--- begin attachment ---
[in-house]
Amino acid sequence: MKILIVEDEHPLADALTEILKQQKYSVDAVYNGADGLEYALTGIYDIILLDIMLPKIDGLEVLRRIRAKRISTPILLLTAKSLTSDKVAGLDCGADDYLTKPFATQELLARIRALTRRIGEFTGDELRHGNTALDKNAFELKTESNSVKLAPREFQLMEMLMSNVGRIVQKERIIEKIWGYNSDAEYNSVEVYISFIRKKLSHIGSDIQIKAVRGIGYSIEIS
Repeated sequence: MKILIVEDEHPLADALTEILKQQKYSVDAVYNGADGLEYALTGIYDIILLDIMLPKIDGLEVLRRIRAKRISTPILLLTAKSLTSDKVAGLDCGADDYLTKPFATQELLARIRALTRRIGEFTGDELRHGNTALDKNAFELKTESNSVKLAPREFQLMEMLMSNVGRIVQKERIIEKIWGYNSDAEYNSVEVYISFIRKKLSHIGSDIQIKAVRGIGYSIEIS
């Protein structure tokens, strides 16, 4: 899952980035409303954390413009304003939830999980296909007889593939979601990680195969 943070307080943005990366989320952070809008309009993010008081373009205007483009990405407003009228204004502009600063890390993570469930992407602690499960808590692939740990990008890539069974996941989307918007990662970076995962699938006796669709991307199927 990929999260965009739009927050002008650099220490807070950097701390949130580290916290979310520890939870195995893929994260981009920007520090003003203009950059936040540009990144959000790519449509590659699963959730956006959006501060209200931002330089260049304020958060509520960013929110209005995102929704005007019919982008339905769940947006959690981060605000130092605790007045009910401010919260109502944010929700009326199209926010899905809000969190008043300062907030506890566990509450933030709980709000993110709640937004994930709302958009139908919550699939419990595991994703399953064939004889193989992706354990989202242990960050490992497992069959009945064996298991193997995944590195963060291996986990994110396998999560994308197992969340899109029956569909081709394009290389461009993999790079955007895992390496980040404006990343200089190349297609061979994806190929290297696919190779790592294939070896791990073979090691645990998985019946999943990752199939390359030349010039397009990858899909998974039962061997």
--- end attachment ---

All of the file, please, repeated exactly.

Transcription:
[in-house]
Amino acid sequence: MKILIVEDEHPLADALTEILKQQKYSVDAVYNGADGLEYALTGIYDIILLDIMLPKIDGLEVLRRIRAKRISTPILLLTAKSLTSDKVAGLDCGADDYLTKPFATQELLARIRALTRRIGEFTGDELRHGNTALDKNAFELKTESNSVKLAPREFQLMEMLMSNVGRIVQKERIIEKIWGYNSDAEYNSVEVYISFIRKKLSHIGSDIQIKAVRGIGYSIEIS
Repeated sequence: MKILIVEDEHPLADALTEILKQQKYSVDAVYNGADGLEYALTGIYDIILLDIMLPKIDGLEVLRRIRAKRISTPILLLTAKSLTSDKVAGLDCGADDYLTKPFATQELLARIRALTRRIGEFTGDELRHGNTALDKNAFELKTESNSVKLAPREFQLMEMLMSNVGRIVQKERIIEKIWGYNSDAEYNSVEVYISFIRKKLSHIGSDIQIKAVRGIGYSIEIS
């Protein structure tokens, strides 16, 4: 899952980035409303954390413009304003939830999980296909007889593939979601990680195969 943070307080943005990366989320952070809008309009993010008081373009205007483009990405407003009228204004502009600063890390993570469930992407602690499960808590692939740990990008890539069974996941989307918007990662970076995962699938006796669709991307199927 990929999260965009739009927050002008650099220490807070950097701390949130580290916290979310520890939870195995893929994260981009920007520090003003203009950059936040540009990144959000790519449509590659699963959730956006959006501060209200931002330089260049304020958060509520960013929110209005995102929704005007019919982008339905769940947006959690981060605000130092605790007045009910401010919260109502944010929700009326199209926010899905809000969190008043300062907030506890566990509450933030709980709000993110709640937004994930709302958009139908919550699939419990595991994703399953064939004889193989992706354990989202242990960050490992497992069959009945064996298991193997995944590195963060291996986990994110396998999560994308197992969340899109029956569909081709394009290389461009993999790079955007895992390496980040404006990343200089190349297609061979994806190929290297696919190779790592294939070896791990073979090691645990998985019946999943990752199939390359030349010039397009990858899909998974039962061997």